As National President of MADD, I have the opportunity to stand and support our law enforcement in all agencies across the country. One such organization is the National Sheriffs Association, which has dedicated itself to serve the office of the Sheriff with police education, police training and general law enforcement resources for more than 75 years.
As a member, I serve on the Domestic Violence and Crime Victim Services Committee and audit the Traffic Safety Committee. And at the recent 2017 Winter Legislative and Technology Conference in Washington, D.C., I had the honor of co-presenting with Sheriff John Whetsel on “Treating Victims of DUI/Impaired Driving Crashes as Crime Victims."
Our presentation centered on removing the “A” word from our vocabulary. The “A” word is "accident'. The right word for these violent crimes is “crash.” The aim of our seminar was to change that mind-set and to educate and ensure that victims of these crashes are responded to by law enforcement in a crime/victim-centered way, with all the referrals, support, and crime victim compensation resources due victims of a violent crime.
MADD’s Campaign to Eliminate Drunk Driving has, as its first tenet, “support our law enforcement”. That’s why it is my honor to stand beside these brave men and women in all agencies and support them. They are our Heroes and are playing a huge part in bringing about the day when there are “No More Victims®!”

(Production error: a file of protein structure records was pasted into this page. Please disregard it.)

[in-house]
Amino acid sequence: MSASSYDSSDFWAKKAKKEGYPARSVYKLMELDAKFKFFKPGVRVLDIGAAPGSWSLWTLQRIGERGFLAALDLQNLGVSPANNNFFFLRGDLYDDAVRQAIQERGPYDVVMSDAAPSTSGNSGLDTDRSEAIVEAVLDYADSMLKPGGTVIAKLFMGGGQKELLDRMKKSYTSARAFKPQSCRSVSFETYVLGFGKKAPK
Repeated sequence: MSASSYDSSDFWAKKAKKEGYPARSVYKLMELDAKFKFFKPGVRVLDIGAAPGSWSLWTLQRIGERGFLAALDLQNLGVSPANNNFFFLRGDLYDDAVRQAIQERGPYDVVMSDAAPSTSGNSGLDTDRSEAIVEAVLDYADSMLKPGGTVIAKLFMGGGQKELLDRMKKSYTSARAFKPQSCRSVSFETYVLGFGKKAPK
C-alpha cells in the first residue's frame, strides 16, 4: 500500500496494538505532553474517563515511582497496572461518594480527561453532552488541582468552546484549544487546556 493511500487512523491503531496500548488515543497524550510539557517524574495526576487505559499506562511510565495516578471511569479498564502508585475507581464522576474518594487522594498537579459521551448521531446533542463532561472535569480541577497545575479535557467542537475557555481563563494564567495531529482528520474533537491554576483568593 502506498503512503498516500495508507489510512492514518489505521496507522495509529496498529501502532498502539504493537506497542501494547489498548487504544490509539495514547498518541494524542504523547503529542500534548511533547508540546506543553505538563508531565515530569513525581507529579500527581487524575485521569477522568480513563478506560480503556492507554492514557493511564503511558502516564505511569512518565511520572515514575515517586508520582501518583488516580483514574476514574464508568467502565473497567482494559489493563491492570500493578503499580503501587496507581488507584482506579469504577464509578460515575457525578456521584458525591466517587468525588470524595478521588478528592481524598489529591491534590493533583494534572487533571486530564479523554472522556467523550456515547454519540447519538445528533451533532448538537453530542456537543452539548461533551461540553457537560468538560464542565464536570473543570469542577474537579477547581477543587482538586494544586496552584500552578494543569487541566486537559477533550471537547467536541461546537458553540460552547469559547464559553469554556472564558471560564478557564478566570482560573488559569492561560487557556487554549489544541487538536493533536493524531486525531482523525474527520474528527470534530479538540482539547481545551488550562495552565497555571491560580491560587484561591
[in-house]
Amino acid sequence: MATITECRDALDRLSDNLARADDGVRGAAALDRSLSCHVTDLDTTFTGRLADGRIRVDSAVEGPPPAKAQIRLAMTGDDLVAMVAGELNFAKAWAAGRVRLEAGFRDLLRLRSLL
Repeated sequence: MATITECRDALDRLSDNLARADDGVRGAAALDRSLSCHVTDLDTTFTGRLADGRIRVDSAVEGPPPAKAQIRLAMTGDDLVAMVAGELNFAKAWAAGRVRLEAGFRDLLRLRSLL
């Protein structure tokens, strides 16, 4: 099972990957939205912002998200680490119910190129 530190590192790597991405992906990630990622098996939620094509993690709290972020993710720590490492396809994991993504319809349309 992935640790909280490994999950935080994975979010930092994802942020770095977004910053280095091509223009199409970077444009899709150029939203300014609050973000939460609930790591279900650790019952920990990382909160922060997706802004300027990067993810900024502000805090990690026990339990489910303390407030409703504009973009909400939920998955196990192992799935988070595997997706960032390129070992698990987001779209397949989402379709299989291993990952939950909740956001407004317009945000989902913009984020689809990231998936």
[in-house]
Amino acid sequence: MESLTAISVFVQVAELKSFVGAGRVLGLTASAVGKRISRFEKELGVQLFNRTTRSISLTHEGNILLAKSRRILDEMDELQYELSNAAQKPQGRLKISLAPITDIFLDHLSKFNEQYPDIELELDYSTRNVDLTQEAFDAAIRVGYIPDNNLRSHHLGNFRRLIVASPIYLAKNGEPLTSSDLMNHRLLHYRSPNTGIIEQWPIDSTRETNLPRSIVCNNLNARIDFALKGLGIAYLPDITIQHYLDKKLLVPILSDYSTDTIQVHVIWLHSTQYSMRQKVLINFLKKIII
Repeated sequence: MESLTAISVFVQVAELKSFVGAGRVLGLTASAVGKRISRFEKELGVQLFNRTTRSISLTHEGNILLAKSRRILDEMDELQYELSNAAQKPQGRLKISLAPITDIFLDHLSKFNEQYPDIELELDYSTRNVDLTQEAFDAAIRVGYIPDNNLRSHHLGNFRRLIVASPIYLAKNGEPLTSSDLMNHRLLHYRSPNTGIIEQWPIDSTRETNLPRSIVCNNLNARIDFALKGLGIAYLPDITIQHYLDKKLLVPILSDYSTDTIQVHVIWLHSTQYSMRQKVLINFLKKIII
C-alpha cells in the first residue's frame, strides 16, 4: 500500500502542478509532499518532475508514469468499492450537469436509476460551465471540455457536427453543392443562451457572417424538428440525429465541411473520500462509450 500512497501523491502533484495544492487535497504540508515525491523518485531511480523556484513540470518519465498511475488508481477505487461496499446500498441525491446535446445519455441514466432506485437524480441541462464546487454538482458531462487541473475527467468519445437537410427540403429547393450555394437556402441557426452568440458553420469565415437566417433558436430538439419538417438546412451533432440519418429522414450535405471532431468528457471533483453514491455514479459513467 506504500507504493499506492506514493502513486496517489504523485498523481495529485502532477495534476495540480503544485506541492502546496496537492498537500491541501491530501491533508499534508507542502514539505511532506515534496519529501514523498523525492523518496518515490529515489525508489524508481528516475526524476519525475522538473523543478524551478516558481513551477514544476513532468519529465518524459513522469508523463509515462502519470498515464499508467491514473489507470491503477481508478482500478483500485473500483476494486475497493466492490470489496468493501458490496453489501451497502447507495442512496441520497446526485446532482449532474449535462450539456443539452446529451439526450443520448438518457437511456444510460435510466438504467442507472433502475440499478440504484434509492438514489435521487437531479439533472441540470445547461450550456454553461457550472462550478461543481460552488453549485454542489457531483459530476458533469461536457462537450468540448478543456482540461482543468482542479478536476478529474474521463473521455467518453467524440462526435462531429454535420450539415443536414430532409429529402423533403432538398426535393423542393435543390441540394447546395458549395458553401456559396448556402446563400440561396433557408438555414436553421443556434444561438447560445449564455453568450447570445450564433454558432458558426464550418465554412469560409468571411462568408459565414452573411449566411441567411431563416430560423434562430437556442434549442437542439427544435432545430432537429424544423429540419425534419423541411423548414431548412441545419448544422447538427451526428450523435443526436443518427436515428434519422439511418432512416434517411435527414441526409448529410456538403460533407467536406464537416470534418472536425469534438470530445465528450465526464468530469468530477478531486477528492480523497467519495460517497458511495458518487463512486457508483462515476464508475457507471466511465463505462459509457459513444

And, I am pleased to share, that the law enforcement members I spoke to were very receptive to the idea of replacing the "A" word with the real word - crash!
There are no words that can be said or written that can take away the pain.
That’s why I feel uneasy writing anything near Valentine’s Day. I realize that my words may never ease the loss that we all feel as victims of drunk drivers.
My son Dustin was killed by a drunk driver in 2004 at the age of 18.
I miss him terribly. Sometimes, I think I hear the door open, and I hear his voice filling the house. But I wake up to the realization that is was only a dream.
As the National President of MADD, I try my best to be the voice of thousands of victims… mothers, fathers, sisters, brothers, families and friends whose loved ones were killed or injured by drunk drivers. I, like every other victim, will carry the burden forever. I take my job seriously and hope that I can, on this Valentine’s Day, bring some comfort to your heart, your soul and to your family.
I came across a quote by author Patti Smith. “Grief starts to become indulgent, and it doesn't serve anyone, and it's painful. But if you transform it into remembrance, then you're magnifying the person you lost and also giving something of that person to other people, so they can experience something of that person.”